Tag Archives: Havelock McCreely

Happy Hallow Reads

31 Oct

Last week, I book talked five books with some Halloweenie connection.

The scariest book was the first one, Coraline,  by Neil Gaiman.


I admitted to the kids that I had never read the book or seen the movie. I told them that Iknew enough about Gaiman and the book to know that it twists reality in a way that seems eerily possible and that seemed to intrigue a few students.

Next up was Raina Telgemeier’s Ghosts, a graphics novel to steer us into safer territory, since I don’t really read scary books.


Many students had read Telgemeier’s other books and that was enough of a recommendation.

On Wednesday, I told them about My Zombie Hamster, by Havelock McCreely. Zombies and humor seem a perfect combination for sixth graders.


Thursday, I told them about a new one in our classroom library, The Accidental Afterlife of Thomas Marsden by Emma Trevayne. This book gave me a chance to explain a little of the history of grave robbers.


The last book I told them about was one of this year’s OBOB books: Zombie Baseball Beatdown  by Paolo Bacigalupi.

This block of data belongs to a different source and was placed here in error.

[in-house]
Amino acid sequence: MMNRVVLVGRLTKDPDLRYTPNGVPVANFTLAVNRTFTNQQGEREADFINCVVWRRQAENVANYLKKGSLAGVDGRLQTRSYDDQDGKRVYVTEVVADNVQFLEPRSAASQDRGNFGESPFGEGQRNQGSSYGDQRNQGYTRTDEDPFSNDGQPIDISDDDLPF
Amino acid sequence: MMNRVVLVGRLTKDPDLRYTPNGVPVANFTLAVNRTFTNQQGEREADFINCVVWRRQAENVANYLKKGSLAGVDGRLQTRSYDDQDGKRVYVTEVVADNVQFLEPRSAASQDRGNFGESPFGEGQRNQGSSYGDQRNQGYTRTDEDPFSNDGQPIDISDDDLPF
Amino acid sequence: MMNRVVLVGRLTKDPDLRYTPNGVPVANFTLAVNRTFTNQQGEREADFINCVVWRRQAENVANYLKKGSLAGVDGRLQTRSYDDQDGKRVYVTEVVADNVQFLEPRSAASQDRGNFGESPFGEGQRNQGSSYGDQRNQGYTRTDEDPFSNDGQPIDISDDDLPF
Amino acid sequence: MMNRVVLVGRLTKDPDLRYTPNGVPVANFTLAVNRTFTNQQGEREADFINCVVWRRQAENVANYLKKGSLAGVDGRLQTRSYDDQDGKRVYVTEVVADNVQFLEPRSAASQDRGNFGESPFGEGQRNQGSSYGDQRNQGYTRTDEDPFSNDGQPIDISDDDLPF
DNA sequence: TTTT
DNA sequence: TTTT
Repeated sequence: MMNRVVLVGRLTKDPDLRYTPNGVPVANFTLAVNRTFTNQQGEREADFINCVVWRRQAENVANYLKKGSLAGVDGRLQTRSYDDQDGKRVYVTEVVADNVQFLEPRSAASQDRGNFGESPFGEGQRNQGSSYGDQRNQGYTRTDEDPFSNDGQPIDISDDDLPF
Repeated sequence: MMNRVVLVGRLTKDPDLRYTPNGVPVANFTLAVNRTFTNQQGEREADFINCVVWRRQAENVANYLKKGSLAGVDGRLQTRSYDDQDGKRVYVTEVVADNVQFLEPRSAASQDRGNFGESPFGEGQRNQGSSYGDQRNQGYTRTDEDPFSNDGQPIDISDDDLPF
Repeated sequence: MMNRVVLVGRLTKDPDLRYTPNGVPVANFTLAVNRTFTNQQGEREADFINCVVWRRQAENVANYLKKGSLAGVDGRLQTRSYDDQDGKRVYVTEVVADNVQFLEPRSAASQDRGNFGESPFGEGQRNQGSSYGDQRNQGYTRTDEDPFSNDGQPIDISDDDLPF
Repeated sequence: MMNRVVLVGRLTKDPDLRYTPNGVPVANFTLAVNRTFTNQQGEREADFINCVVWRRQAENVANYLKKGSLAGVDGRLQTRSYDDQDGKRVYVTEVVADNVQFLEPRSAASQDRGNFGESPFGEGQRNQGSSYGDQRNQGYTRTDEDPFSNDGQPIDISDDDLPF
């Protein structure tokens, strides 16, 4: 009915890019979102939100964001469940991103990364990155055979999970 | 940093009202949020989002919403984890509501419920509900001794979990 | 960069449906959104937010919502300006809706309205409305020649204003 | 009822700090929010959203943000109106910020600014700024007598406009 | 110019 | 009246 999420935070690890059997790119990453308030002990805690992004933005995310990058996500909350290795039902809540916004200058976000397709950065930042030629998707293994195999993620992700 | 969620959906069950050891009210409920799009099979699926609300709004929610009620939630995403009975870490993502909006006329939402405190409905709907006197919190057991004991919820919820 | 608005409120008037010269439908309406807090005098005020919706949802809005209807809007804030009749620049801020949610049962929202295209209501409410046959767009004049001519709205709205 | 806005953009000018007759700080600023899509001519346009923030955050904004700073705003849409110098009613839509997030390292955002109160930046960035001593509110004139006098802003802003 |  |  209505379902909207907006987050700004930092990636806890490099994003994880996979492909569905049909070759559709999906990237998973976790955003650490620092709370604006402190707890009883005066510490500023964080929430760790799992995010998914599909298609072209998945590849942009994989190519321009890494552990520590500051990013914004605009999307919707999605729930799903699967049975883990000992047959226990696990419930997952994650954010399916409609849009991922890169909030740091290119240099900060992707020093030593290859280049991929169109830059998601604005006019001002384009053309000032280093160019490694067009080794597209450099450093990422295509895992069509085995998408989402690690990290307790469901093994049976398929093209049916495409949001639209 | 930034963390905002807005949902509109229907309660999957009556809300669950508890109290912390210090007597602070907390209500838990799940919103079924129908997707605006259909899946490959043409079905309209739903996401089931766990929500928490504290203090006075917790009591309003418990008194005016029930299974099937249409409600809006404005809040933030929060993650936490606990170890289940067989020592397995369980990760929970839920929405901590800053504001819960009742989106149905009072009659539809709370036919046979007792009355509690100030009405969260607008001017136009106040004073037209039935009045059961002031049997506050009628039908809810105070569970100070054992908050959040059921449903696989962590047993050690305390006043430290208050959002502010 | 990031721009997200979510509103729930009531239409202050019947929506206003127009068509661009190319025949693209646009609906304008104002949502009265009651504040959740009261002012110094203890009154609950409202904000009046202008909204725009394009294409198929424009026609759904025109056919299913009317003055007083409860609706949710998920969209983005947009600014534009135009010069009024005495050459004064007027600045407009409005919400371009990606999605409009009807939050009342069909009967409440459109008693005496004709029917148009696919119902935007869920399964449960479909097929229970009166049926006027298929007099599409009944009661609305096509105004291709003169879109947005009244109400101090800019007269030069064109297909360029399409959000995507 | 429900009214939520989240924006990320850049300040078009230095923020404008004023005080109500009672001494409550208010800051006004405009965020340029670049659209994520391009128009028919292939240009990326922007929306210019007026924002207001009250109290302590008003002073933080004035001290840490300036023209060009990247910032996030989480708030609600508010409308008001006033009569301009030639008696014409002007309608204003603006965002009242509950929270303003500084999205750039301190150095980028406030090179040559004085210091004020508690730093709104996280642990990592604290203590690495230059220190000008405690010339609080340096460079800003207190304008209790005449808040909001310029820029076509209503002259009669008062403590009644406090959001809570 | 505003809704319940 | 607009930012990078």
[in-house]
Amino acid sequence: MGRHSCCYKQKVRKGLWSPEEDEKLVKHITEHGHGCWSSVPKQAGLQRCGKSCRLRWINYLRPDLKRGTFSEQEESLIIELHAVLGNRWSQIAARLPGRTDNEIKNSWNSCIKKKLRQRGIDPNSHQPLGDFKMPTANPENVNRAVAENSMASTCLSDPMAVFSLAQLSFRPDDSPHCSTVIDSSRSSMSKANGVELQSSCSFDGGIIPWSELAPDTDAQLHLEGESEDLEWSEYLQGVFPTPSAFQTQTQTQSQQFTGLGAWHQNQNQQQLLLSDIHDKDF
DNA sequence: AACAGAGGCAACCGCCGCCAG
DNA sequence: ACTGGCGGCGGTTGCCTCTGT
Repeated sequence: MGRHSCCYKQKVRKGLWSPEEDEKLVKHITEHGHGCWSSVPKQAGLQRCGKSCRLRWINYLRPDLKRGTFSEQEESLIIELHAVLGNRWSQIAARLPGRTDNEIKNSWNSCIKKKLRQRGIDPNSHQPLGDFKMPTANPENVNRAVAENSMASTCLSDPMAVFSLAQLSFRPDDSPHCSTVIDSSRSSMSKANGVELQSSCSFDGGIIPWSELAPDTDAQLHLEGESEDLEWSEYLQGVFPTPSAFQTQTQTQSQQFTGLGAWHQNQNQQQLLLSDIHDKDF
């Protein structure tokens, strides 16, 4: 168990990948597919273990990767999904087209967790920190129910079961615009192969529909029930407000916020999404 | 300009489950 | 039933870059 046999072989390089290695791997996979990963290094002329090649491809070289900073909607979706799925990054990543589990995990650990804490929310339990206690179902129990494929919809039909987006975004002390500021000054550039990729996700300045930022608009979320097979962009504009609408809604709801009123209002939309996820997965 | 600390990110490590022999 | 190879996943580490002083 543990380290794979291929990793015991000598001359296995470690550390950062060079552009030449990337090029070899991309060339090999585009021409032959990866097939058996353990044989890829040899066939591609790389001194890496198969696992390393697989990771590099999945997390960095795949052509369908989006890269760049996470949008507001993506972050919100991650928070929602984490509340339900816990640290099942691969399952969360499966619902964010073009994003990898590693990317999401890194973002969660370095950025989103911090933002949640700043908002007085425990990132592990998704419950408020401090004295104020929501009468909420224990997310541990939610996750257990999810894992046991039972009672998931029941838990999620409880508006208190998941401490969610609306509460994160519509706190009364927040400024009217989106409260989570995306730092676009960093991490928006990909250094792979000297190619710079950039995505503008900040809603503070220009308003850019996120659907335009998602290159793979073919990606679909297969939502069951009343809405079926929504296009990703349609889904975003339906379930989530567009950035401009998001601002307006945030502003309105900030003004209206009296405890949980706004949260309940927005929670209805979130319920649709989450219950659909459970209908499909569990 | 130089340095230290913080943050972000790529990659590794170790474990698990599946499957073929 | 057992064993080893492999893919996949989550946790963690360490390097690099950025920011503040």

I’m not yet sure what I will book talk today. I think I will decide once I am in my classroom. I will take a few minutes to leaf through the book bins and choose the 5 books of the week.



Zombies aren’t for everyone

5 Sep

Here’s a book I almost didn’t read. I don’t really enjoy zombie books, but I can think of several boys who would find My Zombie Hamster  by Havelock McCreely, just perfect.


The story is set in a world where zombies are a given. People wear chips to monitor their life signs and when they die, the monitor lets officials know they are dead. If the monitor says you are dead and you are still walking……

Our protagonist, Matt, gets a hamster for Christmas instead of the game component he wanted. He doesn’t really pay Snuffles much attention until he dies and becomes a zombie hamster, renamed Anti-Snuffles.  When Anti-Snuffles escape and starts turning neighbors’ pets and woodland creatures into an animal zombie army, Matt and his pals try to catch him and save the world.

The humor in the book is just what an upper elementary, early middle schooler will love. As with many middle grade books, the adults don’t come off as very smart or competent,  but they seem that way to a lot of middle graders away.

The book is a quick read: only 200 pages with a largish font.

I bet you know someone who might enjoy reading it.


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